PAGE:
3) Platform Developer – creating formal spaces and platforms for youth participation and influence in decision-making
All GYAN programs are designed and developed for operation at four geographic levels:
3. PROGRAMS AND RESOURCES
GYAN has many programs.
Those headquartered in New York City, USA include:
Those headquartered in Sao Paulo, Brazil include:
Those headquartered in Canada by GYAN’s partner organization, TakingITGlobal include:
Among these programs the unique strengths that GYAN has to offer to the global youth movement include:
All of these programs need to have greater outreach in order to impact youth on local levels. Without roots a tree will fall and in order to develop roots the South American Regional Office of GYAN is developing the following programs:
1. Informal Local Monthly Gatherings of Youth Activists and Allies - The mission of this project is to sustain the relationships of young activists in a local area and to provide a space for welcoming newcomers into the youth movement and the third sector.
2. Formal Local Youth Collaboration Meetings - The mission of this project is to guide youth organizers through the process of holding dialogues on collaboration.
3. Local Calendars of Youth Resources - The mission of the project is to build a stronger voice for young people in the movement for social and economic justice by 1)connecting groups and individuals, 2) sharing information and resources, and 3) helping organizations collaborate on projects and issues
4. Local Youth Summits and Platforms - The mission of the Local Youth Platforms project is to elevate the solutions of young people, motivate action, and establish permanent structures for youth participation in decision-making.
5. Local Youth Websites of Events, Organizations, and other Resources – The mission of this project is 1) to create youth Internet portals for local communities and 2) to facilitate communication among youth locally and around the world.
The following concepts of GYAN were written by Jonah Wittkamper in December 2002 to help strengthen the model of the organization and facilitate the development of the South American Regional Office. The concepts are also intended to help guide the development of other local, national and regional offices.
GYAN believes that one of the weakest features of youth movements is their fragmentation. To strengthen movements and their collective impact GYAN promotes the following model of youth organizing and program components.
4.1 Model of Youth Organizing
In order to combat fragmentation youth movements need integration. There exist many youth programs but they are disconnected and as a result most young people are passive clients of “the system” instead of productive citizens. A comprehensive package of youth programs are needed to fully mobilize youth – who are our greatest untapped resource (according to the Union of International Organizations – www.uia.org ).
To understand the need for a comprehensive approach one must understand all of the levels. They fit together like a puzzle. Each level cannot exist without the others. They are completely interdependent and the absence of one compromises the whole. At the same time participation in one level prepared the youngest for passage and effective participation in the next.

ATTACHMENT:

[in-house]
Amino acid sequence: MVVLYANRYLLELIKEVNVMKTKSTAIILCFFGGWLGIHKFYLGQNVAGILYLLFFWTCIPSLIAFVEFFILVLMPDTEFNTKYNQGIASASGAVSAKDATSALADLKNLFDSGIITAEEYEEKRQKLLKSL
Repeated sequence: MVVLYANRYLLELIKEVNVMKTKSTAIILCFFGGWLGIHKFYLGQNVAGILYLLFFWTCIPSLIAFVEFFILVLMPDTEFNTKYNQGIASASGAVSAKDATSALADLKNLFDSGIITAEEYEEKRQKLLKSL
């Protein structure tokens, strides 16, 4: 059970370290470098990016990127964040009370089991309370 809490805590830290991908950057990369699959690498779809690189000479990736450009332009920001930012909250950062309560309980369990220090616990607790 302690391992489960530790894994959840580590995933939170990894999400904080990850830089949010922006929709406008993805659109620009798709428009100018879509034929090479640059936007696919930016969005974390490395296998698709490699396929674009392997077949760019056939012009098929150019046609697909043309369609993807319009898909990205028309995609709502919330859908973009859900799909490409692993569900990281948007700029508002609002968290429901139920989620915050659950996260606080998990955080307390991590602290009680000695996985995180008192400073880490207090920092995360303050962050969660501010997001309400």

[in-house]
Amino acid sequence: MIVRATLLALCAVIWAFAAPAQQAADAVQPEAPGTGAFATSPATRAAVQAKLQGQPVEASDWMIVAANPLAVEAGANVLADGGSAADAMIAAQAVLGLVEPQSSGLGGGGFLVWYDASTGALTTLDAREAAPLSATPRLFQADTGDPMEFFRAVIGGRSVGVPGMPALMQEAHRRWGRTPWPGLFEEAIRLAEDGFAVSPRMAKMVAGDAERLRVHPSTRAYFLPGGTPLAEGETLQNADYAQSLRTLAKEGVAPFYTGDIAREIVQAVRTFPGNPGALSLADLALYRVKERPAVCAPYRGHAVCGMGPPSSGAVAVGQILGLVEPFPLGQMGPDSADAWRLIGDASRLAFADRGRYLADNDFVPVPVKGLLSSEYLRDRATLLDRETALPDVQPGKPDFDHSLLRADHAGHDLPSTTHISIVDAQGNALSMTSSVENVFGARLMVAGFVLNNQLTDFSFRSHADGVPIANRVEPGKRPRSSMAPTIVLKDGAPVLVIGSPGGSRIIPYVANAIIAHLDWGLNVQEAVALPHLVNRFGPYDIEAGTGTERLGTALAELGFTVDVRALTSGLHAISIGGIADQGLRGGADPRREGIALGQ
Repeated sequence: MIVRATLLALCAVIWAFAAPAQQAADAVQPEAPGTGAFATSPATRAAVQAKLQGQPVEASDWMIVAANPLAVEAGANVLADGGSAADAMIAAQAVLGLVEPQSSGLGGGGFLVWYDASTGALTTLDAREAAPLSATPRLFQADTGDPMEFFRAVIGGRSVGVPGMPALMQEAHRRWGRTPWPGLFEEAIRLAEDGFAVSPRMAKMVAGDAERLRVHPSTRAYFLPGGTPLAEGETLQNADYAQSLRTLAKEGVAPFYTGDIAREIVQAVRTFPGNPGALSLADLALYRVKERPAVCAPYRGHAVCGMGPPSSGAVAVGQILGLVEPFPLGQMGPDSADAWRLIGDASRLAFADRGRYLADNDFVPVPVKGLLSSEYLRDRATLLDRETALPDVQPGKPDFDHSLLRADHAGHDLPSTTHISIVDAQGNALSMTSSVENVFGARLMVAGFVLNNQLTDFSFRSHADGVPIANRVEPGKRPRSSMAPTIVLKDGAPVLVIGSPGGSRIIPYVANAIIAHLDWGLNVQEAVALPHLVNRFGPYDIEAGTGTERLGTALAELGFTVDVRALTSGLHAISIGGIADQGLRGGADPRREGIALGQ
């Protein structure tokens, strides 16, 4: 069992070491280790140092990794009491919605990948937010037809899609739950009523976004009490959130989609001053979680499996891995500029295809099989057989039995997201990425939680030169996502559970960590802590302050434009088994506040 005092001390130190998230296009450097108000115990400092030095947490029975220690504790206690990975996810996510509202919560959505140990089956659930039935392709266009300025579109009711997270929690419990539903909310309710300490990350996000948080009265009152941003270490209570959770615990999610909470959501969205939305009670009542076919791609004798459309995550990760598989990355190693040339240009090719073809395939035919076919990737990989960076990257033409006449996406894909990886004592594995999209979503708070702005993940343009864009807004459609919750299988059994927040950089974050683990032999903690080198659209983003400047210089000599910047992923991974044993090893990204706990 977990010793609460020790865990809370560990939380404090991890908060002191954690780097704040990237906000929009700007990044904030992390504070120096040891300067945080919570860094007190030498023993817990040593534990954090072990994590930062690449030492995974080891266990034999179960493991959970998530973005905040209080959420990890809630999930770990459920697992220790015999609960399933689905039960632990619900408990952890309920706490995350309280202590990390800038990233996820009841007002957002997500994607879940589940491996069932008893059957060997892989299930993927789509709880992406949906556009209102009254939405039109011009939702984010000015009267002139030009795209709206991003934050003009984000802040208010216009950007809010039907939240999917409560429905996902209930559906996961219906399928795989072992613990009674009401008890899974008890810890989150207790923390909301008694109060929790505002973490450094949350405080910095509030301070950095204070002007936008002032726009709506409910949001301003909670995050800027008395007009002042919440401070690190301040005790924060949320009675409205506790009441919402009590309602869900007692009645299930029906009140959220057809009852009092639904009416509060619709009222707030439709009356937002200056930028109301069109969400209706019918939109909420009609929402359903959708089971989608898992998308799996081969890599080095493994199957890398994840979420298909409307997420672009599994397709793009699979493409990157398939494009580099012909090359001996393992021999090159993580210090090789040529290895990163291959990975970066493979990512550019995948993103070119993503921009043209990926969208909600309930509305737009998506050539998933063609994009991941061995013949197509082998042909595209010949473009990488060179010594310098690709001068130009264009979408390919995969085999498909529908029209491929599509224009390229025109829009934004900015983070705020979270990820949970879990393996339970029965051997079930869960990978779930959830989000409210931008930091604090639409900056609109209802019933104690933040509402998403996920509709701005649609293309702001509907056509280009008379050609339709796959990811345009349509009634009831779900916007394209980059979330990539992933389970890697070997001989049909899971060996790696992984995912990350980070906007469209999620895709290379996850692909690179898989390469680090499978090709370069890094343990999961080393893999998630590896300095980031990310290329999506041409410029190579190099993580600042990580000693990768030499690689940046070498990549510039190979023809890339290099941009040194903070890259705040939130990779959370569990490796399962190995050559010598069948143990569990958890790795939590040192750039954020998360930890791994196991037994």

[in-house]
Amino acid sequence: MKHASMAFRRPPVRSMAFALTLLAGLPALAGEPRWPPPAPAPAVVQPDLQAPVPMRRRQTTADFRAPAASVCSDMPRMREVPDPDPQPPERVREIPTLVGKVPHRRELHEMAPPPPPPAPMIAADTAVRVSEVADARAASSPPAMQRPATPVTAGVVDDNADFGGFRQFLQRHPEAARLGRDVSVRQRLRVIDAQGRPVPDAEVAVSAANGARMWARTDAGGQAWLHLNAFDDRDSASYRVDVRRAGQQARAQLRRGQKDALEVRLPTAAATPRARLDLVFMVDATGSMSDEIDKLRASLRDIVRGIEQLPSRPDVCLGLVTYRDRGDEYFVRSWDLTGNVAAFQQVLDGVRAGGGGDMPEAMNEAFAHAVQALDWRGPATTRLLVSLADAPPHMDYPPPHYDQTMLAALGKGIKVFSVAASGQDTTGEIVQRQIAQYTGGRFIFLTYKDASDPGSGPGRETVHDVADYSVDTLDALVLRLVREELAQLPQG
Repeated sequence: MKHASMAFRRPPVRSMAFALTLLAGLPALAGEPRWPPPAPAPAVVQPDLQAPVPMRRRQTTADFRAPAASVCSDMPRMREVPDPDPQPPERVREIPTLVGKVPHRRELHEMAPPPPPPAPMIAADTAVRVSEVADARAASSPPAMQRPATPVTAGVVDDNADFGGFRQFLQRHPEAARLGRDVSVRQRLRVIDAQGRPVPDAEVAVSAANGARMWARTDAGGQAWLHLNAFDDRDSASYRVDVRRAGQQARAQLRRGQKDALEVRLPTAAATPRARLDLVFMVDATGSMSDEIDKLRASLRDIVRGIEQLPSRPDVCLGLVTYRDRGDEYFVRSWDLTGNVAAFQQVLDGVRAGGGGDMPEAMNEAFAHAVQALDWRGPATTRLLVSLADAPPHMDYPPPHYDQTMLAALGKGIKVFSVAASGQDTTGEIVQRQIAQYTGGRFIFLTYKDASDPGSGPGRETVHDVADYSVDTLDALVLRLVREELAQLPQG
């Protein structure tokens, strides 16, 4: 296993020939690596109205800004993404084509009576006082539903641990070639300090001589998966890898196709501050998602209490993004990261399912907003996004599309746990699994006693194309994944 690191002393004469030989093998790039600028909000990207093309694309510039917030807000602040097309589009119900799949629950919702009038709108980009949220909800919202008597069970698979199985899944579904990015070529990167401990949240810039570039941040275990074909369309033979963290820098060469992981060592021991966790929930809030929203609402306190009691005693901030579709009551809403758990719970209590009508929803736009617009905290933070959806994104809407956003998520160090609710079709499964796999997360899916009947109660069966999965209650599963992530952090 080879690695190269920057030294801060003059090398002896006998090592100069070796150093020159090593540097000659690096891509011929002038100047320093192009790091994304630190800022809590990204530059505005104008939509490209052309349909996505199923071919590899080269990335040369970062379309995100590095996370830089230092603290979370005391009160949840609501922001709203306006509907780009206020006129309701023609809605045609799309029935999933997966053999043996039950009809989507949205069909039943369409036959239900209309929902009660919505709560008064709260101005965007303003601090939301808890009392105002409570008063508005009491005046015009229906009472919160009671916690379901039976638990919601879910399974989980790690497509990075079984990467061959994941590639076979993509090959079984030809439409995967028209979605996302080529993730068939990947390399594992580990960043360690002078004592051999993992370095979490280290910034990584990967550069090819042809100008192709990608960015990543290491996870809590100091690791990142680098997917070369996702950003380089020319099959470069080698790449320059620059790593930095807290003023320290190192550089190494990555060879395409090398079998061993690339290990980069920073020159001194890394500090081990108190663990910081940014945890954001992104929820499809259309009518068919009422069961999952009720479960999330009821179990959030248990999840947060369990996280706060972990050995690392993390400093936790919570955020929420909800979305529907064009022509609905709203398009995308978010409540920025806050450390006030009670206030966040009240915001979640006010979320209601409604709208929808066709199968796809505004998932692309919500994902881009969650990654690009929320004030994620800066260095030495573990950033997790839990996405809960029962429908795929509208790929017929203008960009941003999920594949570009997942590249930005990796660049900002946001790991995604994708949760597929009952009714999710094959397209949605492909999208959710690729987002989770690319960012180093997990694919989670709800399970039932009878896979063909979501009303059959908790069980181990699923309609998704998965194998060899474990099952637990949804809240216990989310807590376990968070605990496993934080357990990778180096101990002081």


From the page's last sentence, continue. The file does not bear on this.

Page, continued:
Most youth organizations act on just one of these levels. One goal of GYAN is to help organizations understand their “place in the model” and ability to plug youth into other “levels” and therefore other organizations.
The 5 Levels
The first phase is raising awareness of social and environmental problems in order to inspire a sense of responsibility in young people. Young people are very flexible. They are swayed by both progressive and conservative education. It is important to help young people own identity. As young people develop an identity within their community they to feel more ownership. The problems of the community become their problems as well and therefore they must act in order to solve them.
2) Community Action
The second level of youth activation is action. With the will to act it is often difficult to find a cause or develop an action plan. Organizations operating on this level teach young people how to develop projects and manage them. Young people form sports clubs or music groups. They get organized and act, solving social problems or doing cultural expression.
3) Part of a Movement - Part of a Network
The third level of youth activation is the network. After becoming aware, taking responsibility, and acting one becomes aware of the landscape – of other actors dedicated to the same cause. There are many diverse movements and each of them is challenged by fragmentation. To “do more together” groups convene, organize conferences, group protests, create independent media channels, and much more. There are several kinds of networks. The simplest form are those networks dedicated to sharing information and building relationships. Organizations that focus on this level develop databases and websites.
4) Collaboration and Large Scale Activities
The fourth level of youth activation is collaboration. After becoming aware of other actors and organizations and learning about them everyone is faced by the challenge of “what to do together” and how to get it done. Groups that work on this level focus on organizing events, teaching facilitation, or creating publications with content of many members.
5) Permanent and Formal Structures – Influence on Decision-Making